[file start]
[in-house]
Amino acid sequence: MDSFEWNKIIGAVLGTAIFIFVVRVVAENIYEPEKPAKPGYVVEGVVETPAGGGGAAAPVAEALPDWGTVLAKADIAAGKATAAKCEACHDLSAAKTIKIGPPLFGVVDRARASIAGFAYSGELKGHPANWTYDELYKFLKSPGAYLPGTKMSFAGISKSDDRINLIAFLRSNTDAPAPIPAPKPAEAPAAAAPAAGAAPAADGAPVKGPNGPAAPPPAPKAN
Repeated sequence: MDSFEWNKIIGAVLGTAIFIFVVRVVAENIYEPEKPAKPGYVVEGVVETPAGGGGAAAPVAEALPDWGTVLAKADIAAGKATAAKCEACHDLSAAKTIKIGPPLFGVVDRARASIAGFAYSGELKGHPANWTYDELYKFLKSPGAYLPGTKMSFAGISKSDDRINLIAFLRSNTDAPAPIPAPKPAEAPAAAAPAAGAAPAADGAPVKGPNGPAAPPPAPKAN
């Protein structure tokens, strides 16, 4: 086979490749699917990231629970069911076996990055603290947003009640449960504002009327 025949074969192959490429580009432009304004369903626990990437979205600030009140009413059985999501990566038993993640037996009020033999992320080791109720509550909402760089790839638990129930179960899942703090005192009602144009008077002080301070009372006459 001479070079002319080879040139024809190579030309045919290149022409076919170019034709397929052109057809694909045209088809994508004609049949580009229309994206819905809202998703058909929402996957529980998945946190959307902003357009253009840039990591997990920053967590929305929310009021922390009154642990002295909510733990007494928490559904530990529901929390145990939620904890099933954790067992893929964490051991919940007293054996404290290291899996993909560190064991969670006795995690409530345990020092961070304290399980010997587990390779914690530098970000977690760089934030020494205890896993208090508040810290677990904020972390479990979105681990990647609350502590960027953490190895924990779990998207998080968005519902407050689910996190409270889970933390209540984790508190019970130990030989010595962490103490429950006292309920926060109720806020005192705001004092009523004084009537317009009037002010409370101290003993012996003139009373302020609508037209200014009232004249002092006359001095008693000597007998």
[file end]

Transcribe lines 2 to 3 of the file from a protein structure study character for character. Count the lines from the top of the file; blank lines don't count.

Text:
Amino acid sequence: MDSFEWNKIIGAVLGTAIFIFVVRVVAENIYEPEKPAKPGYVVEGVVETPAGGGGAAAPVAEALPDWGTVLAKADIAAGKATAAKCEACHDLSAAKTIKIGPPLFGVVDRARASIAGFAYSGELKGHPANWTYDELYKFLKSPGAYLPGTKMSFAGISKSDDRINLIAFLRSNTDAPAPIPAPKPAEAPAAAAPAAGAAPAADGAPVKGPNGPAAPPPAPKAN
Repeated sequence: MDSFEWNKIIGAVLGTAIFIFVVRVVAENIYEPEKPAKPGYVVEGVVETPAGGGGAAAPVAEALPDWGTVLAKADIAAGKATAAKCEACHDLSAAKTIKIGPPLFGVVDRARASIAGFAYSGELKGHPANWTYDELYKFLKSPGAYLPGTKMSFAGISKSDDRINLIAFLRSNTDAPAPIPAPKPAEAPAAAAPAAGAAPAADGAPVKGPNGPAAPPPAPKAN